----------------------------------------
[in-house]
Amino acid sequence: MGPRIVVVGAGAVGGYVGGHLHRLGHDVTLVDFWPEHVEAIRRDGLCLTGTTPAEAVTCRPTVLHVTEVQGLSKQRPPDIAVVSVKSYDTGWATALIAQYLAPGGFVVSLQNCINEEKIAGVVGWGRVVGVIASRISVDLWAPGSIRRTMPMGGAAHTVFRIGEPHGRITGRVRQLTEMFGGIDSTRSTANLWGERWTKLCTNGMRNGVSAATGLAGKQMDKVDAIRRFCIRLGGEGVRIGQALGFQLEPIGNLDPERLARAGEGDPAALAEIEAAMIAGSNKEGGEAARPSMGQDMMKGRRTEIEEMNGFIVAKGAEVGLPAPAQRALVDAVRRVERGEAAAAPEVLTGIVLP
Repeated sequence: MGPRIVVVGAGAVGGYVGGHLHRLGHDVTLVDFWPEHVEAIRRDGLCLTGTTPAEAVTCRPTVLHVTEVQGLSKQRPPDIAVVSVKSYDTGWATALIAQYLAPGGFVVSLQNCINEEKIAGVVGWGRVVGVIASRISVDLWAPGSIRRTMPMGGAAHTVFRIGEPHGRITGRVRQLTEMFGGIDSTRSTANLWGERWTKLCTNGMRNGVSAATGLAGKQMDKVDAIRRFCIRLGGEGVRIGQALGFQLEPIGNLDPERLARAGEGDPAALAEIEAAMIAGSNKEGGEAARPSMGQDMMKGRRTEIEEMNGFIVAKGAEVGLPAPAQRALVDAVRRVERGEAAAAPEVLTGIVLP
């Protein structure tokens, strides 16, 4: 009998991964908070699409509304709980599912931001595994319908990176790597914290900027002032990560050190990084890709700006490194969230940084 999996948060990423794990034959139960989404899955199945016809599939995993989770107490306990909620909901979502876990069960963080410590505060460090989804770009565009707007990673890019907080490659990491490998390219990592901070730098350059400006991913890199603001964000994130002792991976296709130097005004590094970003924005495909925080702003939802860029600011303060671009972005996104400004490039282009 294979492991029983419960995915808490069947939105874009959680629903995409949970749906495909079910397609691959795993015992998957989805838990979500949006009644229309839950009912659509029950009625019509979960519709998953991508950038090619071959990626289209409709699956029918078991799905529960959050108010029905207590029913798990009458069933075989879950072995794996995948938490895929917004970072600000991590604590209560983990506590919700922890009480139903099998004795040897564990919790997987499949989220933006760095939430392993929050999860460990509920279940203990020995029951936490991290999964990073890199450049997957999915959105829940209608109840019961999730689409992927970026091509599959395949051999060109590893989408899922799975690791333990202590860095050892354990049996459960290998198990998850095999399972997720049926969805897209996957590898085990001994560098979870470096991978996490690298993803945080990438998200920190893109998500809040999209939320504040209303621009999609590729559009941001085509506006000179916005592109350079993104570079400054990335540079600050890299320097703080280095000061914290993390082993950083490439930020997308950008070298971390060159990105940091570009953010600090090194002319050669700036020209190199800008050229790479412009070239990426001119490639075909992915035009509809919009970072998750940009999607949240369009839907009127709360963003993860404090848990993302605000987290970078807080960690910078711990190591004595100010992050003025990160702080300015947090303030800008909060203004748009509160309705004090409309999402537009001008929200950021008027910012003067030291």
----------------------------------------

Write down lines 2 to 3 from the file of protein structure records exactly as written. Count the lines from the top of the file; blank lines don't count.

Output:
Amino acid sequence: MGPRIVVVGAGAVGGYVGGHLHRLGHDVTLVDFWPEHVEAIRRDGLCLTGTTPAEAVTCRPTVLHVTEVQGLSKQRPPDIAVVSVKSYDTGWATALIAQYLAPGGFVVSLQNCINEEKIAGVVGWGRVVGVIASRISVDLWAPGSIRRTMPMGGAAHTVFRIGEPHGRITGRVRQLTEMFGGIDSTRSTANLWGERWTKLCTNGMRNGVSAATGLAGKQMDKVDAIRRFCIRLGGEGVRIGQALGFQLEPIGNLDPERLARAGEGDPAALAEIEAAMIAGSNKEGGEAARPSMGQDMMKGRRTEIEEMNGFIVAKGAEVGLPAPAQRALVDAVRRVERGEAAAAPEVLTGIVLP
Repeated sequence: MGPRIVVVGAGAVGGYVGGHLHRLGHDVTLVDFWPEHVEAIRRDGLCLTGTTPAEAVTCRPTVLHVTEVQGLSKQRPPDIAVVSVKSYDTGWATALIAQYLAPGGFVVSLQNCINEEKIAGVVGWGRVVGVIASRISVDLWAPGSIRRTMPMGGAAHTVFRIGEPHGRITGRVRQLTEMFGGIDSTRSTANLWGERWTKLCTNGMRNGVSAATGLAGKQMDKVDAIRRFCIRLGGEGVRIGQALGFQLEPIGNLDPERLARAGEGDPAALAEIEAAMIAGSNKEGGEAARPSMGQDMMKGRRTEIEEMNGFIVAKGAEVGLPAPAQRALVDAVRRVERGEAAAAPEVLTGIVLP